Animals will no longer be used in food production. But I suggest to also avoid using land or soil in food production, because outdoor farming harms wild animals on agricultural land (e.g. with insecticides, rodenticides and heavy machinery). Hence, ideally all food will be produced indoors, for example in vertical farms. But then again, what about all that vacant land that is no longer used for agriculture? Part of it can be used by extra humans for infrastructure and buildings, the rest can be used for wild animals. Wild animals will have more food that can grow on that vacant land. But as more wild animals will survive, we have a responsibility to take care of their welfare. This requires large scale interventions in nature. We need more research into new technologies that can help wild animals. Perhaps with gene editing and gene drives we can control animal populations, decrease their fertility rates to sustainable levels. Perhaps with universal vaccination we can eradicate harmful viruses, bacteria and parasites. Perhaps it is possible to herbivorize predators or genetically modify plants to make them more attractive and digestible for carnivorous animals. Perhaps cultivated meat technologies can provide sufficient food for carnivorous animals. Perhaps with gene editing we can modify animal preferences and eradicate violent or aggressive behavior in animals. Perhaps we can cognitively enhance animals to increase cooperation and empathy. Perhaps we can desensitize some animals. Think of the zooplankton: it is possible that those small animals are sentient, but they are killed by the millions by a baleen whale. If we could make the zooplankton animals insentient, baleen whales can still eat them but no longer harm them. The same goes for desensitizing other small animals and invertebrates that are killed by accident by large herbivores. For all of these utopian ideas, much more research is required. It is not yet known which of those ideas are safe and effective in reducing harm.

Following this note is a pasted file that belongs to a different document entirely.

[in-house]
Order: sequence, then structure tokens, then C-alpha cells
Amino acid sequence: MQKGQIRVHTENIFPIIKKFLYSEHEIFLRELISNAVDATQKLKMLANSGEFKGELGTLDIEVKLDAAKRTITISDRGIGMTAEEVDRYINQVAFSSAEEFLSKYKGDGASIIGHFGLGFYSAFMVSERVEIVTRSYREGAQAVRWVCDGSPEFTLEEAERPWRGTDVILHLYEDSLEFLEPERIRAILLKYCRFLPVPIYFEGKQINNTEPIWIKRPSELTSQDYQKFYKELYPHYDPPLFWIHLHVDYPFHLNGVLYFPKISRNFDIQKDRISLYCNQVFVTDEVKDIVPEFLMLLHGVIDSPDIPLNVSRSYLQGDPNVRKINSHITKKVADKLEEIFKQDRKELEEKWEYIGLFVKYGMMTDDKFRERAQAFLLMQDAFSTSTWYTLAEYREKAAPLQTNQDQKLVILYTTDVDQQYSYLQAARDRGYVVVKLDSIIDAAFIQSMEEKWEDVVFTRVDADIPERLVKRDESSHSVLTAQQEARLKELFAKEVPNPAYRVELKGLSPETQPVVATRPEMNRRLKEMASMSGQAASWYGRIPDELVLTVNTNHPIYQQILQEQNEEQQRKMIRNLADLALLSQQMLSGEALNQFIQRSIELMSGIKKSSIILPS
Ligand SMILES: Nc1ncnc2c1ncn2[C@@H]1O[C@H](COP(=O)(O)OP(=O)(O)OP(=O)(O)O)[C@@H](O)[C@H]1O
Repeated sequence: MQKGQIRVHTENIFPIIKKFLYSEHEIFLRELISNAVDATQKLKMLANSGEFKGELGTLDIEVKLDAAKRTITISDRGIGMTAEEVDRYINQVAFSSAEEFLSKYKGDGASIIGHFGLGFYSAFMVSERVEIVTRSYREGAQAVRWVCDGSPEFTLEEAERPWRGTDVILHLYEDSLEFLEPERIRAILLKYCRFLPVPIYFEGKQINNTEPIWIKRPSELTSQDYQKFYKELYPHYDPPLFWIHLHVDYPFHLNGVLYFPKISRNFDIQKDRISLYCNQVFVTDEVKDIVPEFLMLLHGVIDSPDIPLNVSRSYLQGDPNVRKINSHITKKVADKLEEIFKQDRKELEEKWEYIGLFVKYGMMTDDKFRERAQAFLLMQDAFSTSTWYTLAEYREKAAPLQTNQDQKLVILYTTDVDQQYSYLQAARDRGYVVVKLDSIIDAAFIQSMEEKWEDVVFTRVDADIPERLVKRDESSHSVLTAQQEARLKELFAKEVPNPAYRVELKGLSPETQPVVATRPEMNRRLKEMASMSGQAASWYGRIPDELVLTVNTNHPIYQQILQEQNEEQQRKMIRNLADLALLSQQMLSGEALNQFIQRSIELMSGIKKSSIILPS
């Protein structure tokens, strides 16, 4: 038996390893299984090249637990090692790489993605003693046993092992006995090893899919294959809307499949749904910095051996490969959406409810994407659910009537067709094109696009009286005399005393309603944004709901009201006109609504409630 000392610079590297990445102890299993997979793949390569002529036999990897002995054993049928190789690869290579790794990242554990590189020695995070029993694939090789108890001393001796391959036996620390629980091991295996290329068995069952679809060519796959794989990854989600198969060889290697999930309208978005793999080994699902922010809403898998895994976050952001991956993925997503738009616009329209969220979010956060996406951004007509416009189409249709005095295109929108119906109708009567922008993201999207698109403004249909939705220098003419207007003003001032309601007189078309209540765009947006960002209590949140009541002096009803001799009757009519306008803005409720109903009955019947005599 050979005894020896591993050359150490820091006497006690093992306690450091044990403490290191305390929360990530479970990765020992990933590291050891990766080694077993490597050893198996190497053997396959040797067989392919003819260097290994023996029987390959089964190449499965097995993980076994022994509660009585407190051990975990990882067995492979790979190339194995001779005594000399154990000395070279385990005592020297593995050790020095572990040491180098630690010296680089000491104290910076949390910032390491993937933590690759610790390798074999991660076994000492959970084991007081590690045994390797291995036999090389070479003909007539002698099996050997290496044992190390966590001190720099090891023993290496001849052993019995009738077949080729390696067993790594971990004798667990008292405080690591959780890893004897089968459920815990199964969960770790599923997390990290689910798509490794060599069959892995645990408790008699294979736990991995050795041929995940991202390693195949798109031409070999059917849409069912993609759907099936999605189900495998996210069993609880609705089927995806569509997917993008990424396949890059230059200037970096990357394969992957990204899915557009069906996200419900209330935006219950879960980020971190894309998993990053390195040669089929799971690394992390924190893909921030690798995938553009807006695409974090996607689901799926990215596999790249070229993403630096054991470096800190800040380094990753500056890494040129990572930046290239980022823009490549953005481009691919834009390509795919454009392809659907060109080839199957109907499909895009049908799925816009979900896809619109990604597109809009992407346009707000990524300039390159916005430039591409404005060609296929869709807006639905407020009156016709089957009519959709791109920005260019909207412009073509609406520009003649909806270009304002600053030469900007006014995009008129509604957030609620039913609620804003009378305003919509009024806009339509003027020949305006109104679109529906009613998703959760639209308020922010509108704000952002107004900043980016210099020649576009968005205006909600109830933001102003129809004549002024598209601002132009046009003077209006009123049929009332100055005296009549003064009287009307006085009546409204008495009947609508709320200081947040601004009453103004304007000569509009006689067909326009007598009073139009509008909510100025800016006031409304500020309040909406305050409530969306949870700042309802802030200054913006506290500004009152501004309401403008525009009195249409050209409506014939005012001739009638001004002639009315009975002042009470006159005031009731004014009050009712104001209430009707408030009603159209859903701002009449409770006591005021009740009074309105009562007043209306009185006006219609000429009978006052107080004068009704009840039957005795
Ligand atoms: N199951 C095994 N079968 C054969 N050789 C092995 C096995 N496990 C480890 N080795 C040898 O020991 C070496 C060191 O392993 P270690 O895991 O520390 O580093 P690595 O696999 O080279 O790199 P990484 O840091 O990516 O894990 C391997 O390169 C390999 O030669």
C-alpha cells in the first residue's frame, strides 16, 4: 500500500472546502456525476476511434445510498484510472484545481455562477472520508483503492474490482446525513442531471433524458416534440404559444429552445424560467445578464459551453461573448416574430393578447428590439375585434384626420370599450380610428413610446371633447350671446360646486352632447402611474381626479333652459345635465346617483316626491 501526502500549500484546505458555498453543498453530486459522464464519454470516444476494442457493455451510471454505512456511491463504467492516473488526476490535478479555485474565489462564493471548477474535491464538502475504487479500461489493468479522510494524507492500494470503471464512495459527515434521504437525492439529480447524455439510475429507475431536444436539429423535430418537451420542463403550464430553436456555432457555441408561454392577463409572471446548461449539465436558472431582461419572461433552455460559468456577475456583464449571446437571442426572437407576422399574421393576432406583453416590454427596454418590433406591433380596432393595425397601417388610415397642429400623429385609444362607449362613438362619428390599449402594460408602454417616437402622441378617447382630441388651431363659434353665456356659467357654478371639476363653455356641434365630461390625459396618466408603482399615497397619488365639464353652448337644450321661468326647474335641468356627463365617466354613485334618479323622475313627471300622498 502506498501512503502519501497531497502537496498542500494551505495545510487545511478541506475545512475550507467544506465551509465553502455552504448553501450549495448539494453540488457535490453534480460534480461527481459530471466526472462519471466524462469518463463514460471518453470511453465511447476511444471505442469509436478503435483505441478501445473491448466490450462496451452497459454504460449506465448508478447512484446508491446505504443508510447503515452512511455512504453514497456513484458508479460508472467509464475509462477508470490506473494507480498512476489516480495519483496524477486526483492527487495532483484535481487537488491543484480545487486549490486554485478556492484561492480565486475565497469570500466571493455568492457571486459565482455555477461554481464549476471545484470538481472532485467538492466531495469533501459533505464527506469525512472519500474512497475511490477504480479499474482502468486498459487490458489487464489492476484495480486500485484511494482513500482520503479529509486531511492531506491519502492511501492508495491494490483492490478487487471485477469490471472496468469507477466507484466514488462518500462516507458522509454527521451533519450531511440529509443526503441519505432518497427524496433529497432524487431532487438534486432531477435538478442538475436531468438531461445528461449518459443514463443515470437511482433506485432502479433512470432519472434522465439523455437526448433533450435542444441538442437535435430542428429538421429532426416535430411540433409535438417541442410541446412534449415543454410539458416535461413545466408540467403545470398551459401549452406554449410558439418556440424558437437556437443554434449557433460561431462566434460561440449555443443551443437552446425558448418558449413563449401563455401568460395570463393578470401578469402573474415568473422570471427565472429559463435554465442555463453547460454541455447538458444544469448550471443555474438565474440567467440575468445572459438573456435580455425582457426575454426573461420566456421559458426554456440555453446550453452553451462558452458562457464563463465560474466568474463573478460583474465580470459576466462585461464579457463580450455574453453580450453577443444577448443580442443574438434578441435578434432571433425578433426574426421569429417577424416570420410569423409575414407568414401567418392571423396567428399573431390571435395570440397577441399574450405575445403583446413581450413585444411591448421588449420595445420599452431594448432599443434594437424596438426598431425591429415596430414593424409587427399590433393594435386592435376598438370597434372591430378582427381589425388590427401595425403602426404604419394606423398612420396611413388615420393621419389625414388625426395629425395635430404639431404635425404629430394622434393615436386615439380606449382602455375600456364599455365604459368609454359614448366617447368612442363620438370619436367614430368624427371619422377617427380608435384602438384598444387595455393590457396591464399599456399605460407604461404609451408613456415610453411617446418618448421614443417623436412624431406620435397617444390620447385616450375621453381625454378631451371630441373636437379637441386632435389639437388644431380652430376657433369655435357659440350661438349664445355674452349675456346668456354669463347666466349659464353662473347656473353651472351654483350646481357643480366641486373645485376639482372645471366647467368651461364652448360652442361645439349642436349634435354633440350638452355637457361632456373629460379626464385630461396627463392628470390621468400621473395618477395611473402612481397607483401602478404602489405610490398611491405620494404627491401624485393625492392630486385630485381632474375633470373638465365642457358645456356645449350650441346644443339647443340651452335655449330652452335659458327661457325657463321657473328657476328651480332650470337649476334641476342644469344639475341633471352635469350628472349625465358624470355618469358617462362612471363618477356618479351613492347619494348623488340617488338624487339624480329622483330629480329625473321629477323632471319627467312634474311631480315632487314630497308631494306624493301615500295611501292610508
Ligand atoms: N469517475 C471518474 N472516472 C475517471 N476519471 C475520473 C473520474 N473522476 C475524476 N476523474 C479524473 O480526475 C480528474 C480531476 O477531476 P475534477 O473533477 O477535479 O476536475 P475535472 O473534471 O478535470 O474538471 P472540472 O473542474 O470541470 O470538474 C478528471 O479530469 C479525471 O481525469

Helping one sentient being (human or animal) often leads to harm to more than one other sentient being. This generates a harm cascade, where help results in more harm, which in turn results in more help, which causes even more harm, and so on. It is like saving the life of a serial killer who kills many other serial killers who kill even more serial killers, and so on. Due to such a harm cascade, helping others is very difficult.
The harm cascade is the result of the high fertility rates of sentient beings. As most reproducing sentient beings give birth to more than two offspring, most of the newborn sentient beings die prematurely, and other sentient beings are often the cause of death of those sentient beings. Many of the newborn, short-lived animals may also have lives not worth living (especially animals born in harsh cold environments and in factory farms). Hence, allowing animals in the wild to reproduce at a high rate, or causing animals on farms to reproduce at a high rate, causes harm.
To effectively help others without falling in this harm cascade, there are four things we can do. First, we can prioritize helping those sentient beings that are least likely to cause extra harm when they are helped (e.g. vegans, large herbivores, bees and dung beetles). Second, we can look for methods that reduce or eliminate the harm cascade, such as wildlife fertility control, vaccination and elimination of predation (by adopting vegan diets for humans and herbivorizing wild predators). Third, we can help individuals in such a way that the individuals will not cause extra harm as a result of the provided help, for example by mental health programs for humans and pain relief for animals. Fourth, we can do more research on how to safely and effectively avoid, reduce and eliminate the harm cascade.